Thursday, 8 December 2016

Pity the poor immigrant?

 

If ever there were a man who demonstrated the principle of Benefits from Genius it is Aristotle – Aristotle, the founder of three sciences and the Prime Mover in several others – Aristotle, the man from whom the ideas we now call “common sense” first sprung, back when sense was very far from common – Aristotle, from whose genius we still benefit more than two millennia later, but today would be treated by many as a … well, as Stuart Hayashi points out he would undoubtedly have bestowed upon him the labels gifted him by today’s identity politics:

Aristotle was an immigrant (the term was "metic"). Having grown up as a cultural Macedonian, he moved to the city-state of Athens, where he imbibed the wisdom of others and then disseminated his own. But because of violent attacks by Philip of Macedon on nearby city-states, Athenians came to distrust Macedonian immigrants in general, fretting that Macedonian immigrants were secretly violent subversives disloyal to Athens, getting ready to betray Athens for Philip . . . the sleeper agents and terrorists of their day. Anticipating what a prejudiced mob might do to him, Aristotle fled Athens to the island of Lesbos . . . a refugee.
    Aristotle was an immigrant and refugee whom other people distrusted as possibly violent . . . feared even in what was, and should have remained, the freest society of his day
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The thing is, it’s not pity we need to direct towards immigrants, refugees and foreigners, but simply justice. The justice of treating them each as individuals, not as the average of some average.

Immigration is not about measuring averages. Nor is genius.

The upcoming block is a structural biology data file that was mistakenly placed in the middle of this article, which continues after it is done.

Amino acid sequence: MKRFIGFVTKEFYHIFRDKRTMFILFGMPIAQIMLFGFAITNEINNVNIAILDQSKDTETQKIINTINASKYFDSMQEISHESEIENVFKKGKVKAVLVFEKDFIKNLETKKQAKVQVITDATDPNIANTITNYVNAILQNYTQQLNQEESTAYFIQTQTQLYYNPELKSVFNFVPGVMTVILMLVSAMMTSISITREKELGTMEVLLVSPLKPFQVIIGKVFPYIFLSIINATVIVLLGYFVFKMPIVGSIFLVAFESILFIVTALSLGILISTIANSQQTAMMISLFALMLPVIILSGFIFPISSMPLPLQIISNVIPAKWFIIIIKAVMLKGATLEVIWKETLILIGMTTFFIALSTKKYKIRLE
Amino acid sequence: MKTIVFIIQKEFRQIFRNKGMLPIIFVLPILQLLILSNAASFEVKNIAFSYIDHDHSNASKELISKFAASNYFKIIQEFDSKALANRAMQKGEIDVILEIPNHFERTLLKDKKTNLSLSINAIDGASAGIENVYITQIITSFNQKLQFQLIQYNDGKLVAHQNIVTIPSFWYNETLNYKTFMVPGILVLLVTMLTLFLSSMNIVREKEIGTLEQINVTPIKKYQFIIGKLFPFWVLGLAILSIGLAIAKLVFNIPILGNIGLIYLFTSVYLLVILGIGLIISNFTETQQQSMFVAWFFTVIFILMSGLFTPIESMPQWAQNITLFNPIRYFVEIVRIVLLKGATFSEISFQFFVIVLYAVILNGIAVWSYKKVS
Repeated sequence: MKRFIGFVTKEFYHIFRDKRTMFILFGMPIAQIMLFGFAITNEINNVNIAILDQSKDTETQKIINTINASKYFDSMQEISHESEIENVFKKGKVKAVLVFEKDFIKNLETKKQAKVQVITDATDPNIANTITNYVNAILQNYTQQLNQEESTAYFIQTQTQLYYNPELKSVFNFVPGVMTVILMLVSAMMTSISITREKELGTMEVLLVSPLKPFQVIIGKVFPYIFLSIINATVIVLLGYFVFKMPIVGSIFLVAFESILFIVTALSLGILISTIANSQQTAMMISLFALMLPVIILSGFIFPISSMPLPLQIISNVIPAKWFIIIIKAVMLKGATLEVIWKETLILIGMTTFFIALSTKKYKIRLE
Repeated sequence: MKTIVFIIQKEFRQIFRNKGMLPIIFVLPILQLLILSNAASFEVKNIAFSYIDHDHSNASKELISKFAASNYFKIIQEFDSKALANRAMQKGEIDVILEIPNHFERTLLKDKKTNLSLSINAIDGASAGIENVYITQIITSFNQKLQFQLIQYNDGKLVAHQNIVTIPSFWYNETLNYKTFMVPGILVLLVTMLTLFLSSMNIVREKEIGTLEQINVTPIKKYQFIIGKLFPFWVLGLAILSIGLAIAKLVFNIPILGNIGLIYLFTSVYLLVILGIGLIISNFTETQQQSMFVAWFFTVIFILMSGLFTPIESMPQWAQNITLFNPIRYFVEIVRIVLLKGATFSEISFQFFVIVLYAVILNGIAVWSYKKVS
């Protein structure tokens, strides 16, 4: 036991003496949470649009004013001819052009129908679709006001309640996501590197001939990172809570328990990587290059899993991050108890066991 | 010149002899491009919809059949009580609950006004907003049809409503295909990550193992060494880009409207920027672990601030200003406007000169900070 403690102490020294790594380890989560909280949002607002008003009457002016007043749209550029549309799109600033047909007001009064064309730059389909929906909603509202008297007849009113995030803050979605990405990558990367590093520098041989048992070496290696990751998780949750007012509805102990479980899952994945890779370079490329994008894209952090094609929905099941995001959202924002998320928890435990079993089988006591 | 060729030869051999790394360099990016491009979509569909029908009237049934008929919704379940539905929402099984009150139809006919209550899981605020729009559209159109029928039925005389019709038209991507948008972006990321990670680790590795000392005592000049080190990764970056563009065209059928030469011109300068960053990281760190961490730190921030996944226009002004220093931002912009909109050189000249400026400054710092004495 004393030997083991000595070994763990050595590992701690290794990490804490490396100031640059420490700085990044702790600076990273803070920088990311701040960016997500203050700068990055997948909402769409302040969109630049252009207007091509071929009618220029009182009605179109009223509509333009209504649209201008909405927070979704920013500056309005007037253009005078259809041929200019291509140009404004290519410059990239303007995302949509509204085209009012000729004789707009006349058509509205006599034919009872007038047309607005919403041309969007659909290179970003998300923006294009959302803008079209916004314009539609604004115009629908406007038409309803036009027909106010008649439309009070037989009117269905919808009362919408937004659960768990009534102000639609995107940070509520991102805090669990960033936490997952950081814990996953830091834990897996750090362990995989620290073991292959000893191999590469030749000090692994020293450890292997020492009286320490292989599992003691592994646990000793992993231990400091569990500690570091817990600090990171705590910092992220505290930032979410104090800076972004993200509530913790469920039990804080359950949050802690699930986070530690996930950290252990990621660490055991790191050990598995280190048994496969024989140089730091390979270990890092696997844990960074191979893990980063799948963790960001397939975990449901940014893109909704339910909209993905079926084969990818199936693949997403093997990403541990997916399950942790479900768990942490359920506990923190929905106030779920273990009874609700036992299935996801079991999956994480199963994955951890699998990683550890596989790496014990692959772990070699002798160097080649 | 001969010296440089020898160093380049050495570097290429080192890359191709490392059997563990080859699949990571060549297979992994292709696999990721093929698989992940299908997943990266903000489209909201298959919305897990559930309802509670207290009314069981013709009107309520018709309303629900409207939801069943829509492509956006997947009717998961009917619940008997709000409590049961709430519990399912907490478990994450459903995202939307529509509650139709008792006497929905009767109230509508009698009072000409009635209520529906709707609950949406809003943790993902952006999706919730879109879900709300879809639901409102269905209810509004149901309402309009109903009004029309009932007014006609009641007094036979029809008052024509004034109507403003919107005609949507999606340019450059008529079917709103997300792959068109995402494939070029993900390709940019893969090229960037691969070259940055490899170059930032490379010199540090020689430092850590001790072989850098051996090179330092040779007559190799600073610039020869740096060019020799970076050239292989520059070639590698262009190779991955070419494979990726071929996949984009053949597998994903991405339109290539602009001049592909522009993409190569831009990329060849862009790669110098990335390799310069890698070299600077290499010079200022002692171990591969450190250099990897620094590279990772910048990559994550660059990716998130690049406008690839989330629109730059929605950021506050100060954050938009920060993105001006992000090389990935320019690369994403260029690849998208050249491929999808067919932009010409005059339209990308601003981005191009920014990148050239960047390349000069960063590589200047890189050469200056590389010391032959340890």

Here’s Christy Moore.

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7 comments:

  1. Its not Aristotle we are worried about . He can come any time he likes.

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    Replies
    1. I'm sure he'd be very pleased to hear you'd let him in.

      But may I ask who died and made you gatekeeeper?

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    2. Freedom lovers - the owners of the free society - ought to be the gatekeeper. If the free citizens are not the gatekeeper, then no one is. The Tom Palmer article states that many people are hostile to liberty. Having no gatekeeper and letting millions in who are hostile to liberty is no defence to liberty.

      Delete
  2. This is all noble but back in Aristotle's day it was easier to distinguish between immigrants and invaders.

    3:16
    3:16

    ReplyDelete
    Replies
    1. Really? May I recommend reading some history.

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  3. Yes it is easy to distinguish the Invaders from Westerners.
    The invaders rape, kill and are barbarians.
    The gate keepers will be about 200,000 New Zealand voters.
    I will be at the back there somewhere.
    You might see your friends General Brash and Lindsay at the front.
    John Key could do one thing well, smell the wind change.

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  4. Aristotle's dad was the personal doctor to a king making him educated and rich. He was obviously highly intelligent. Furthermore as a Macedonian he was not culturally dissimilar to an Athenian. So "refugee" or not any country with a sane immigration policy would welcome an Aristotle doppelgänger.

    I'm not sure what point you are trying to make about averages. Are you denying that if you took 10,000 immigrants (ie. a statistically large sample size) from a country you won't end up with a group that, on average, reflects the population of that country? And if that country happens to be poor, poorly educated, rife with bad ideas, and emotionally broken people that the immigrants you take won't reflect that?

    Please take as many Aristotle's or near Aristotle's as you like. I care not where they come from or what hue their skin.

    But until you are successful in dismantling the welfare state I would prefer not to be on the hook for an unlimited number of "average people" from the kind of states which happen to produce a lot of refugees.

    ReplyDelete

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